[20] Figure 5 shows spectrograms of the lower 1 kHz of data, in half hour periods, for the 3+ hours preceding the earthquake, with power line interference again removed, although a few power line artifacts remain due to the imperfect 50 Hz subtraction algorithm (such as one at ∼04:08 UT, the weaker one at ∼03:30 UT, and the impulses at the 5, 15, and 25 minute point of every spectrogram). Although the data after processing are reasonably quiet, there does not appear to be any anomalous emissions in the hours preceding the earthquake. We are not able to comment on the presence of ULF emissions, such as those reported by Fraser-Smith et al. [1990] in the 0.01–5 Hz range, as those frequencies are too far below the cutoff frequency of our instrument.

Figure 5.

Lower 1 kHz of spectrograms for last 3+ hours before earthquake.

3.3. VLF Transmitters

[21] The VLF receiver also recorded amplitude and demodulated phase of narrowband VLF transmitter signals which originate from all over the globe. These narrowband data are saved continuously, and are available for many months preceding the earthquake. Four VLF transmitters had particularly strong signals at Onagawa, including transmitters in Japan (JJI, 22.1 kHz), Washington State (NLK, 24.8 kHz), Hawaii (NPM, 21.4 kHz), and Australia (NWC, 19.8 kHz).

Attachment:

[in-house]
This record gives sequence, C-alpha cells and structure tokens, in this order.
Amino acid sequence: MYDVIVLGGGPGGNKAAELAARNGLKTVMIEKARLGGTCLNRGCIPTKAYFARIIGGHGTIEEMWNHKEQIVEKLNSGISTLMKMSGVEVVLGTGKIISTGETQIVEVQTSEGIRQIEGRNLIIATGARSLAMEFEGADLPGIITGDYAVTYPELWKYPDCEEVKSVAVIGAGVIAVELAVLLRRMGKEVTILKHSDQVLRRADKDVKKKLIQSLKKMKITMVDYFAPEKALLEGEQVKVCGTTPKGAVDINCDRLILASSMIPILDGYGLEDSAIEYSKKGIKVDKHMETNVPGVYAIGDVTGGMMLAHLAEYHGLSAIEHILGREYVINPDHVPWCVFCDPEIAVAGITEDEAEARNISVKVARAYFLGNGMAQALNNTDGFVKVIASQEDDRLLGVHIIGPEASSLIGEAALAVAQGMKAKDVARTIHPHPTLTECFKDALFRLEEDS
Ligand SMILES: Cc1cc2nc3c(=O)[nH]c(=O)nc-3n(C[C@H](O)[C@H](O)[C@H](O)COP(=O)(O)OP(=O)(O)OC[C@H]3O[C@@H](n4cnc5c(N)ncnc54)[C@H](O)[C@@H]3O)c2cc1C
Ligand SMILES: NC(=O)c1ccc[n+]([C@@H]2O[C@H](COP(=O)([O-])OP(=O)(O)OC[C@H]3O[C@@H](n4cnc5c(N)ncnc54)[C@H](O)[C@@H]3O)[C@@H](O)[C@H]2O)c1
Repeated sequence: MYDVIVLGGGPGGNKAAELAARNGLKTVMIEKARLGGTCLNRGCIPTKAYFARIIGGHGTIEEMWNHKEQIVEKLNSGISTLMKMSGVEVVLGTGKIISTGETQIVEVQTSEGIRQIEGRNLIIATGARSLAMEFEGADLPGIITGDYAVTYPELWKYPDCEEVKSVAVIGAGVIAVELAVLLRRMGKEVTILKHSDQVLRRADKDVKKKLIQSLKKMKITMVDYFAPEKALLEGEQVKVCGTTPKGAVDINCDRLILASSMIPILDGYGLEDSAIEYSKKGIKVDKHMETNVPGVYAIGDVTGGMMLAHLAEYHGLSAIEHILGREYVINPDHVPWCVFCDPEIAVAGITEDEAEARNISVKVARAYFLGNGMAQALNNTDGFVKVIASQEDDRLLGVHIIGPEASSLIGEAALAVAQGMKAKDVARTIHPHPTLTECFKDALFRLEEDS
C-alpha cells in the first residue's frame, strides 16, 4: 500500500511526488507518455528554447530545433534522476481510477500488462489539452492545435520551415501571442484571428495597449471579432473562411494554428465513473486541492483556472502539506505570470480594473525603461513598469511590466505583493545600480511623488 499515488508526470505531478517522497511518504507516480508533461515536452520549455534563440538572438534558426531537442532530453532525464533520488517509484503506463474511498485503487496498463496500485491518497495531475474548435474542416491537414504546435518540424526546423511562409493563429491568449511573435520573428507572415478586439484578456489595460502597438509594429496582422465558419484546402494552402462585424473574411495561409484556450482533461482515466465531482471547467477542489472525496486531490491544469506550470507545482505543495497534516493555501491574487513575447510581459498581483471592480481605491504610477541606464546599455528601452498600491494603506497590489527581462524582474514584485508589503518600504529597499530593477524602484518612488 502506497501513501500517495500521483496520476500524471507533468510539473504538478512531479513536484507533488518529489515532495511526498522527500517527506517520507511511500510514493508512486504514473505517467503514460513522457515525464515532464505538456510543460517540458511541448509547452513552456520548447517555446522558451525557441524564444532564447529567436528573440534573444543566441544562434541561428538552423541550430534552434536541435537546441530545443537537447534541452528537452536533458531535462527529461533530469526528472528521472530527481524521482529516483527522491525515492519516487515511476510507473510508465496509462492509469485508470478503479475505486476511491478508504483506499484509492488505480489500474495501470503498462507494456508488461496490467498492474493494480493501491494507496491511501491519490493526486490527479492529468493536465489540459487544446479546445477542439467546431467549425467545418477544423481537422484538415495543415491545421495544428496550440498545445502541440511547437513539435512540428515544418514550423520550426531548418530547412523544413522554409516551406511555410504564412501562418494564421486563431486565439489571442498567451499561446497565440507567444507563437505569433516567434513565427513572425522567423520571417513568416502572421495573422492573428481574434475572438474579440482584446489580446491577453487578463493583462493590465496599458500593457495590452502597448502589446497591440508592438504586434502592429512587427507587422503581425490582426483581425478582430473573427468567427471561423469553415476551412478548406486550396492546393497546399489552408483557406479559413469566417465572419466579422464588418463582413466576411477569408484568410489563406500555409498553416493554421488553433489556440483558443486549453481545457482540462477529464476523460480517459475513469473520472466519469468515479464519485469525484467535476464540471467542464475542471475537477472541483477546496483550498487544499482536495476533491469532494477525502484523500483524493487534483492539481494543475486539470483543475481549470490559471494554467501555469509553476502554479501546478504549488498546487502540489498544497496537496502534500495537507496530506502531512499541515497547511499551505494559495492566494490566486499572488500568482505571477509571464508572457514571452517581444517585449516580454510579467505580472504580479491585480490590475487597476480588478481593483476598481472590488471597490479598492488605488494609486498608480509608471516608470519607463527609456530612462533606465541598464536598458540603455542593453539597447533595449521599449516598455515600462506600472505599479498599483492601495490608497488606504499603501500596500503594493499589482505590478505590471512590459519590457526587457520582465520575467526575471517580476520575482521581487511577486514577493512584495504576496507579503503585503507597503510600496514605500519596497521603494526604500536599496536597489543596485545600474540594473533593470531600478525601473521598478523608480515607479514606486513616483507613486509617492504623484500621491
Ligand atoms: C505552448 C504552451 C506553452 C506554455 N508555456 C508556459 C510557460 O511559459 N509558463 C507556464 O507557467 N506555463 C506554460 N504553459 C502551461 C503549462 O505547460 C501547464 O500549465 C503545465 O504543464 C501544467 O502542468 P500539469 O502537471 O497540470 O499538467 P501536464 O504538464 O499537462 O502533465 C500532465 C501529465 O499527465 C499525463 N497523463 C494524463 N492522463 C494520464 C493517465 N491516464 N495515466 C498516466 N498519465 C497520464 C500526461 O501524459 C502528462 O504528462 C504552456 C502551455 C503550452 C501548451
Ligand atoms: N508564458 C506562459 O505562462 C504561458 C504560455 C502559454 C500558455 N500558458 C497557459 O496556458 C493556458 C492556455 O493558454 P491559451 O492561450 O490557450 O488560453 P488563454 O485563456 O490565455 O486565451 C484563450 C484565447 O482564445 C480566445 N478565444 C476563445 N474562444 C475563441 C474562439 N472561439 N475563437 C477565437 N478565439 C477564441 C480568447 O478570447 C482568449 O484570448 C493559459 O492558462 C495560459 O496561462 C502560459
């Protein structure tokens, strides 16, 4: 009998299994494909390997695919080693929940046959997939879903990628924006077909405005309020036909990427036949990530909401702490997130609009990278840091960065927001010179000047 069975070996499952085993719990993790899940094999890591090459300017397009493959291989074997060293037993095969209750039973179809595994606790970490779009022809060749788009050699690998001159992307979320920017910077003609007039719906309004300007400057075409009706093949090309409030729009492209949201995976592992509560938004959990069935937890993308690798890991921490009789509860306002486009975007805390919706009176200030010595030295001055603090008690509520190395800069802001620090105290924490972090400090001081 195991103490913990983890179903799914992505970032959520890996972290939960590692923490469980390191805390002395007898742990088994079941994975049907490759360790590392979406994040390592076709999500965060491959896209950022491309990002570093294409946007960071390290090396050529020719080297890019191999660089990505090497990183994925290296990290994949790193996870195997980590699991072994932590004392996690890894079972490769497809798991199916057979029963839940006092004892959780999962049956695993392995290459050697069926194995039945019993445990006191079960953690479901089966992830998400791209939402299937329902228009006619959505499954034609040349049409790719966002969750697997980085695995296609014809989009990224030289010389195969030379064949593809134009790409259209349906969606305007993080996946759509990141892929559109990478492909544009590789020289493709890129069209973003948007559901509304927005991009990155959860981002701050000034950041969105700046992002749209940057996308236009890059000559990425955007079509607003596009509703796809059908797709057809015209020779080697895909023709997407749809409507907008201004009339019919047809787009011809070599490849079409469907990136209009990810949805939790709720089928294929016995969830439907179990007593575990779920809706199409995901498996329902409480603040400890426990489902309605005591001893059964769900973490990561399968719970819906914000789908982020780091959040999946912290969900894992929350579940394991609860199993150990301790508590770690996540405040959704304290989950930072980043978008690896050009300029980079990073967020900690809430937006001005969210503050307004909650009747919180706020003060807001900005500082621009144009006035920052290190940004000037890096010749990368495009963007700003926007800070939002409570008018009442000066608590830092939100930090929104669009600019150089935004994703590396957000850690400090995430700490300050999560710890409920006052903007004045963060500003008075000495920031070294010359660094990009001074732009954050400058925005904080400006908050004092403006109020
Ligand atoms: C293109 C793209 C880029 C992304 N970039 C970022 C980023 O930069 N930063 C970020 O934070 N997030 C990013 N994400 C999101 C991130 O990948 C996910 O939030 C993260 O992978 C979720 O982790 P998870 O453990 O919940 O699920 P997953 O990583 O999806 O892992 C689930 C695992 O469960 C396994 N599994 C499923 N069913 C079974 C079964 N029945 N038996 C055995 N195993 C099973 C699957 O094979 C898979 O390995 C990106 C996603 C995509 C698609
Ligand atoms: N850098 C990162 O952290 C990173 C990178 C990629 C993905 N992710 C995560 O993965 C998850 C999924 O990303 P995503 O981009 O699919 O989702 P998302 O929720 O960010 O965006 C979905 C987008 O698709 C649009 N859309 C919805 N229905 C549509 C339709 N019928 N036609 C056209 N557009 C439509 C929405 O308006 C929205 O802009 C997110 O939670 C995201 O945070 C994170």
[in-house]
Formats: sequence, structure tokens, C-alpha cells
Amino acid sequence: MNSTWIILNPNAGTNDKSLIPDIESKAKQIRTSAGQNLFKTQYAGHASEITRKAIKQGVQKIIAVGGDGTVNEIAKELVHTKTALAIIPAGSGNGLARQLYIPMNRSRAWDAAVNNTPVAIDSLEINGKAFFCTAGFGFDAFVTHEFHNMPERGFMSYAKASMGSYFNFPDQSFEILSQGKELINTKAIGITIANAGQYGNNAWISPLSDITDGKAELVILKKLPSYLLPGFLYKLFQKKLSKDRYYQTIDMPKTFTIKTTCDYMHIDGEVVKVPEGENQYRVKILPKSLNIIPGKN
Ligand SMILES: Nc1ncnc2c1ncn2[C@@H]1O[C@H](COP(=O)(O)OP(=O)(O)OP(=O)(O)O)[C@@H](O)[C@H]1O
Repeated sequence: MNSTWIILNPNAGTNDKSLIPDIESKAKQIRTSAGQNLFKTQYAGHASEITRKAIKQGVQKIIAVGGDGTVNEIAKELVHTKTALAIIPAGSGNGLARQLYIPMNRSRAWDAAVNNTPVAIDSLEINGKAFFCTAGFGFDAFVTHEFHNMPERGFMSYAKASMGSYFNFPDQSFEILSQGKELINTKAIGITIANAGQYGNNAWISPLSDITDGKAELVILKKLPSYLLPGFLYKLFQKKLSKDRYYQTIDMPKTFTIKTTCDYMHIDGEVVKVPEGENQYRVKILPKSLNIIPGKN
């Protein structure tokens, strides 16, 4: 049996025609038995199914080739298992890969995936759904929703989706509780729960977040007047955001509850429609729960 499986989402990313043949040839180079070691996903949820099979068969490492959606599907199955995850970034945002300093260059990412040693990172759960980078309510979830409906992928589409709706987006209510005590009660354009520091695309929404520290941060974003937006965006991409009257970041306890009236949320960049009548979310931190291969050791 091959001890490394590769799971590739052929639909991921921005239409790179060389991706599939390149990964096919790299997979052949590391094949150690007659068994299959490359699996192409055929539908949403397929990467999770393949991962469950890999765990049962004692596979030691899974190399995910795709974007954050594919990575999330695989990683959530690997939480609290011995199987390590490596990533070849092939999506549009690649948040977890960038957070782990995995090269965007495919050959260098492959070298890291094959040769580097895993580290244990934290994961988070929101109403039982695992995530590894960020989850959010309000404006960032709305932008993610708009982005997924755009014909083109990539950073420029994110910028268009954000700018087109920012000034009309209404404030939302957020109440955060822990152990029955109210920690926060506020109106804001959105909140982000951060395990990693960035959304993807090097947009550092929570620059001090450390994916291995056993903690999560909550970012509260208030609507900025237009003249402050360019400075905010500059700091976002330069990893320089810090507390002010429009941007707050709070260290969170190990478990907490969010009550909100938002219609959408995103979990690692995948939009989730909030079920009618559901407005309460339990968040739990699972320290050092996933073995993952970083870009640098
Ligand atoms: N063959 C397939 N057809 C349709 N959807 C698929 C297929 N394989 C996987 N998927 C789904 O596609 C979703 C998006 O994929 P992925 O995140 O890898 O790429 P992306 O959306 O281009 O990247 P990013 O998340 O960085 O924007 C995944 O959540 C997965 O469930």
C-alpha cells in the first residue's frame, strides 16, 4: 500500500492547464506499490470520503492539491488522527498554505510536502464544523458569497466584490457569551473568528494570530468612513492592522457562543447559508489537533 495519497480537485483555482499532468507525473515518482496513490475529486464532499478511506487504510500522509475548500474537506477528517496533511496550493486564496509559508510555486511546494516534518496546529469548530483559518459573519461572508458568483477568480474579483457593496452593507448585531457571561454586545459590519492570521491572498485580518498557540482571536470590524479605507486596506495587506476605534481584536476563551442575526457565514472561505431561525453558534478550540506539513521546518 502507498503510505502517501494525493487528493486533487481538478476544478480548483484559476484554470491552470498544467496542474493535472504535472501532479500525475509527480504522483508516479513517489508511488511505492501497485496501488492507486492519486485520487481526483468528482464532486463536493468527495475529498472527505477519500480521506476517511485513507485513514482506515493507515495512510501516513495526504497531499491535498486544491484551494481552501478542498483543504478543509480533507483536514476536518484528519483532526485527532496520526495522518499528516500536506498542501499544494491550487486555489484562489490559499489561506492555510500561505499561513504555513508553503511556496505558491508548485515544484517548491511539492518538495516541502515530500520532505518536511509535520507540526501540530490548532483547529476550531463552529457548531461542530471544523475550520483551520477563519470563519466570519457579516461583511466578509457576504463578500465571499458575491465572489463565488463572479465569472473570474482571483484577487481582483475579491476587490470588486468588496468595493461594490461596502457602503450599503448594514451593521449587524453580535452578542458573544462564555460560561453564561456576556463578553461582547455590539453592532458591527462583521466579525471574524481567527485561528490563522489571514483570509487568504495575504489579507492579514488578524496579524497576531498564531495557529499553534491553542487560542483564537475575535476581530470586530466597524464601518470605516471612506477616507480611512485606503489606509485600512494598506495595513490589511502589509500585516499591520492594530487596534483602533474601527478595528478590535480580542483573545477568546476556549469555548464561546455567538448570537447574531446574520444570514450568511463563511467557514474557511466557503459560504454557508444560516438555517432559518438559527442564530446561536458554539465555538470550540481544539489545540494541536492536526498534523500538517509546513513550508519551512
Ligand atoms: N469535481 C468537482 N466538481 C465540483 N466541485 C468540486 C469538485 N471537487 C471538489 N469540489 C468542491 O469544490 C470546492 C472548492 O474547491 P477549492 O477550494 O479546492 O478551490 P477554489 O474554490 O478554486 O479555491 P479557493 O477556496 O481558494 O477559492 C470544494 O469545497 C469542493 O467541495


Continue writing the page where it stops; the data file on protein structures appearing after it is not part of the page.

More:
[22] Figure 6 shows the amplitude data from these transmitters, as a function of date and time, covering 2011 prior to the earthquake. In each panel, each row shows the amplitude of the signal during the course a single day; the days are stacked vertically, and the date is shown on the vertical axis. The sudden change in amplitude at 7–9 UT marks the change from a daytime to a nighttime ionosphere, and vice versa at 20–21 UT (17 UT for NPM). This is denoted as the day/night or night/day terminator. Thus, the central bright region marks nighttime in Japan; one can observe the ionospheric nights getting shorter from January to March.

Figure 6.